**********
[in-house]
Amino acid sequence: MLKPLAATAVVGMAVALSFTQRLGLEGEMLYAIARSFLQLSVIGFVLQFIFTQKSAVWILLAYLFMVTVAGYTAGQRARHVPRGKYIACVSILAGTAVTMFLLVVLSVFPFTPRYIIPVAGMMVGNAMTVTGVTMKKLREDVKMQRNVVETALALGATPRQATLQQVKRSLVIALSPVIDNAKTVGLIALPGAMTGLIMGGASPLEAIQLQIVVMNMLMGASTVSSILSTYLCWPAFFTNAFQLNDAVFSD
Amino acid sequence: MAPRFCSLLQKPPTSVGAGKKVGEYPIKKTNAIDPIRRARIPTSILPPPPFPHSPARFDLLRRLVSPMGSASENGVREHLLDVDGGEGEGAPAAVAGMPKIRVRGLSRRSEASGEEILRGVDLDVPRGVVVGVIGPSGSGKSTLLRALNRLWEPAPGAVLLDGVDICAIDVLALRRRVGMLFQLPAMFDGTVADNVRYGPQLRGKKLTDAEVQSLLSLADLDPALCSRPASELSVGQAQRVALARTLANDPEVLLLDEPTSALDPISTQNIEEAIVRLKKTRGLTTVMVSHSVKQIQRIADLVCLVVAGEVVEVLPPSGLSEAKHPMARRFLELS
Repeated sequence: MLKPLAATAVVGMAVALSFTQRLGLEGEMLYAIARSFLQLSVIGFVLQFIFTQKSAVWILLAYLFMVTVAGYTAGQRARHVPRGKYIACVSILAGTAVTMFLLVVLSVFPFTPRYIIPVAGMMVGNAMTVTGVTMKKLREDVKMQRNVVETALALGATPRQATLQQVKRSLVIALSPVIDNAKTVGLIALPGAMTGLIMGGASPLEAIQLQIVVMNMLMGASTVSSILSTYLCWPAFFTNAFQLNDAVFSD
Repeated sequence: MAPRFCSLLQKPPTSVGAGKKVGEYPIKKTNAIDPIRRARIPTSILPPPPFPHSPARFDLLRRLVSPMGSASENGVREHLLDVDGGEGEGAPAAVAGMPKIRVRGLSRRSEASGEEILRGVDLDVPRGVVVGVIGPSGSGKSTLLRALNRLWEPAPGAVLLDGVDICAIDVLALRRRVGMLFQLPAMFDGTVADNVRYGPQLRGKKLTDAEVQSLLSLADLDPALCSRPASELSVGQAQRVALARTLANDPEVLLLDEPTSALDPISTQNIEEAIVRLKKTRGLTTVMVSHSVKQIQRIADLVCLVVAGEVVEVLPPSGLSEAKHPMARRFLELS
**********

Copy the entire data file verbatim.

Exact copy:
[in-house]
Amino acid sequence: MLKPLAATAVVGMAVALSFTQRLGLEGEMLYAIARSFLQLSVIGFVLQFIFTQKSAVWILLAYLFMVTVAGYTAGQRARHVPRGKYIACVSILAGTAVTMFLLVVLSVFPFTPRYIIPVAGMMVGNAMTVTGVTMKKLREDVKMQRNVVETALALGATPRQATLQQVKRSLVIALSPVIDNAKTVGLIALPGAMTGLIMGGASPLEAIQLQIVVMNMLMGASTVSSILSTYLCWPAFFTNAFQLNDAVFSD
Amino acid sequence: MAPRFCSLLQKPPTSVGAGKKVGEYPIKKTNAIDPIRRARIPTSILPPPPFPHSPARFDLLRRLVSPMGSASENGVREHLLDVDGGEGEGAPAAVAGMPKIRVRGLSRRSEASGEEILRGVDLDVPRGVVVGVIGPSGSGKSTLLRALNRLWEPAPGAVLLDGVDICAIDVLALRRRVGMLFQLPAMFDGTVADNVRYGPQLRGKKLTDAEVQSLLSLADLDPALCSRPASELSVGQAQRVALARTLANDPEVLLLDEPTSALDPISTQNIEEAIVRLKKTRGLTTVMVSHSVKQIQRIADLVCLVVAGEVVEVLPPSGLSEAKHPMARRFLELS
Repeated sequence: MLKPLAATAVVGMAVALSFTQRLGLEGEMLYAIARSFLQLSVIGFVLQFIFTQKSAVWILLAYLFMVTVAGYTAGQRARHVPRGKYIACVSILAGTAVTMFLLVVLSVFPFTPRYIIPVAGMMVGNAMTVTGVTMKKLREDVKMQRNVVETALALGATPRQATLQQVKRSLVIALSPVIDNAKTVGLIALPGAMTGLIMGGASPLEAIQLQIVVMNMLMGASTVSSILSTYLCWPAFFTNAFQLNDAVFSD
Repeated sequence: MAPRFCSLLQKPPTSVGAGKKVGEYPIKKTNAIDPIRRARIPTSILPPPPFPHSPARFDLLRRLVSPMGSASENGVREHLLDVDGGEGEGAPAAVAGMPKIRVRGLSRRSEASGEEILRGVDLDVPRGVVVGVIGPSGSGKSTLLRALNRLWEPAPGAVLLDGVDICAIDVLALRRRVGMLFQLPAMFDGTVADNVRYGPQLRGKKLTDAEVQSLLSLADLDPALCSRPASELSVGQAQRVALARTLANDPEVLLLDEPTSALDPISTQNIEEAIVRLKKTRGLTTVMVSHSVKQIQRIADLVCLVVAGEVVEVLPPSGLSEAKHPMARRFLELS